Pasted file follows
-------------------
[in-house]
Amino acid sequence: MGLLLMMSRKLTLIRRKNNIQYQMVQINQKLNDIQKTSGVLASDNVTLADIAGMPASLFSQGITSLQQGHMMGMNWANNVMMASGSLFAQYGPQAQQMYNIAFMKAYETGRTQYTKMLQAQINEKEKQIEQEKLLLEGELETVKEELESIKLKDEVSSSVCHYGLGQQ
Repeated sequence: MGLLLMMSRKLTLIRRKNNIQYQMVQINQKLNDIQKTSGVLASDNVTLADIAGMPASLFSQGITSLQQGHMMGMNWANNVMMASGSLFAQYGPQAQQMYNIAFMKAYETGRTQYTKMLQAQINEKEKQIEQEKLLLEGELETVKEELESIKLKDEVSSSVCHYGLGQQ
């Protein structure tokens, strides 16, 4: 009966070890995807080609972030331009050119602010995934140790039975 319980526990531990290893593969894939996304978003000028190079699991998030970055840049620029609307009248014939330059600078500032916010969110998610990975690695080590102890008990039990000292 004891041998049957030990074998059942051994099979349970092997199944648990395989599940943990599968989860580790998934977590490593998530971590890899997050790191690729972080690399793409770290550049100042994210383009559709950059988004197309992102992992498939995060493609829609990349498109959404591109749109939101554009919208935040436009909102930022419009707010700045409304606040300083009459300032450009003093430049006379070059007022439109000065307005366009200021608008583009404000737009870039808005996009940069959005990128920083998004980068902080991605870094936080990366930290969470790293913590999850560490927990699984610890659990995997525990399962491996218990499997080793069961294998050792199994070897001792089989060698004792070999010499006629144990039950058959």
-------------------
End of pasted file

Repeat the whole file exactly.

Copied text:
[in-house]
Amino acid sequence: MGLLLMMSRKLTLIRRKNNIQYQMVQINQKLNDIQKTSGVLASDNVTLADIAGMPASLFSQGITSLQQGHMMGMNWANNVMMASGSLFAQYGPQAQQMYNIAFMKAYETGRTQYTKMLQAQINEKEKQIEQEKLLLEGELETVKEELESIKLKDEVSSSVCHYGLGQQ
Repeated sequence: MGLLLMMSRKLTLIRRKNNIQYQMVQINQKLNDIQKTSGVLASDNVTLADIAGMPASLFSQGITSLQQGHMMGMNWANNVMMASGSLFAQYGPQAQQMYNIAFMKAYETGRTQYTKMLQAQINEKEKQIEQEKLLLEGELETVKEELESIKLKDEVSSSVCHYGLGQQ
């Protein structure tokens, strides 16, 4: 009966070890995807080609972030331009050119602010995934140790039975 319980526990531990290893593969894939996304978003000028190079699991998030970055840049620029609307009248014939330059600078500032916010969110998610990975690695080590102890008990039990000292 004891041998049957030990074998059942051994099979349970092997199944648990395989599940943990599968989860580790998934977590490593998530971590890899997050790191690729972080690399793409770290550049100042994210383009559709950059988004197309992102992992498939995060493609829609990349498109959404591109749109939101554009919208935040436009909102930022419009707010700045409304606040300083009459300032450009003093430049006379070059007022439109000065307005366009200021608008583009404000737009870039808005996009940069959005990128920083998004980068902080991605870094936080990366930290969470790293913590999850560490927990699984610890659990995997525990399962491996218990499997080793069961294998050792199994070897001792089989060698004792070999010499006629144990039950058959």